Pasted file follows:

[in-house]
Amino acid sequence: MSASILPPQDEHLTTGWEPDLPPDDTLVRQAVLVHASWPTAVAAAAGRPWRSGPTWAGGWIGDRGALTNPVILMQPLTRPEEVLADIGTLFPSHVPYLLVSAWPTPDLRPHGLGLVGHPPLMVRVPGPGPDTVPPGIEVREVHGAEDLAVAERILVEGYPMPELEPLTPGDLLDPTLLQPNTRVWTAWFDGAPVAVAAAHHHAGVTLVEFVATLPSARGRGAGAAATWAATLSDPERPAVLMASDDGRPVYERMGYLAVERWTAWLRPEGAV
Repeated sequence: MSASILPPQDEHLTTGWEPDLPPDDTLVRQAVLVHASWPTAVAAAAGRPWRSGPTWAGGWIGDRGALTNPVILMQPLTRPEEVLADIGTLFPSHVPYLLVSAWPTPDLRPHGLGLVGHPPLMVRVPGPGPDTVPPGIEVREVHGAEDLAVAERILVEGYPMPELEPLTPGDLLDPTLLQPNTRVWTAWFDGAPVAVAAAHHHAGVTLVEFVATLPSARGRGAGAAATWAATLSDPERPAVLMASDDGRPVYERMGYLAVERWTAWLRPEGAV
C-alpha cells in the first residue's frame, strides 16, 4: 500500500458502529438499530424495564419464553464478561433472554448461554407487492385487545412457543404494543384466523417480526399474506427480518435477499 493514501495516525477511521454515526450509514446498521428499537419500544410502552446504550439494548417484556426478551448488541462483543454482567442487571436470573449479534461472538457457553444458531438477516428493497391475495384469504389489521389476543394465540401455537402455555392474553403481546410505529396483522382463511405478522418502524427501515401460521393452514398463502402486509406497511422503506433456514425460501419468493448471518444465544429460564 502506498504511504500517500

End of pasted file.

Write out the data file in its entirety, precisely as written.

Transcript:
[in-house]
Amino acid sequence: MSASILPPQDEHLTTGWEPDLPPDDTLVRQAVLVHASWPTAVAAAAGRPWRSGPTWAGGWIGDRGALTNPVILMQPLTRPEEVLADIGTLFPSHVPYLLVSAWPTPDLRPHGLGLVGHPPLMVRVPGPGPDTVPPGIEVREVHGAEDLAVAERILVEGYPMPELEPLTPGDLLDPTLLQPNTRVWTAWFDGAPVAVAAAHHHAGVTLVEFVATLPSARGRGAGAAATWAATLSDPERPAVLMASDDGRPVYERMGYLAVERWTAWLRPEGAV
Repeated sequence: MSASILPPQDEHLTTGWEPDLPPDDTLVRQAVLVHASWPTAVAAAAGRPWRSGPTWAGGWIGDRGALTNPVILMQPLTRPEEVLADIGTLFPSHVPYLLVSAWPTPDLRPHGLGLVGHPPLMVRVPGPGPDTVPPGIEVREVHGAEDLAVAERILVEGYPMPELEPLTPGDLLDPTLLQPNTRVWTAWFDGAPVAVAAAHHHAGVTLVEFVATLPSARGRGAGAAATWAATLSDPERPAVLMASDDGRPVYERMGYLAVERWTAWLRPEGAV
C-alpha cells in the first residue's frame, strides 16, 4: 500500500458502529438499530424495564419464553464478561433472554448461554407487492385487545412457543404494543384466523417480526399474506427480518435477499 493514501495516525477511521454515526450509514446498521428499537419500544410502552446504550439494548417484556426478551448488541462483543454482567442487571436470573449479534461472538457457553444458531438477516428493497391475495384469504389489521389476543394465540401455537402455555392474553403481546410505529396483522382463511405478522418502524427501515401460521393452514398463502402486509406497511422503506433456514425460501419468493448471518444465544429460564 502506498504511504500517500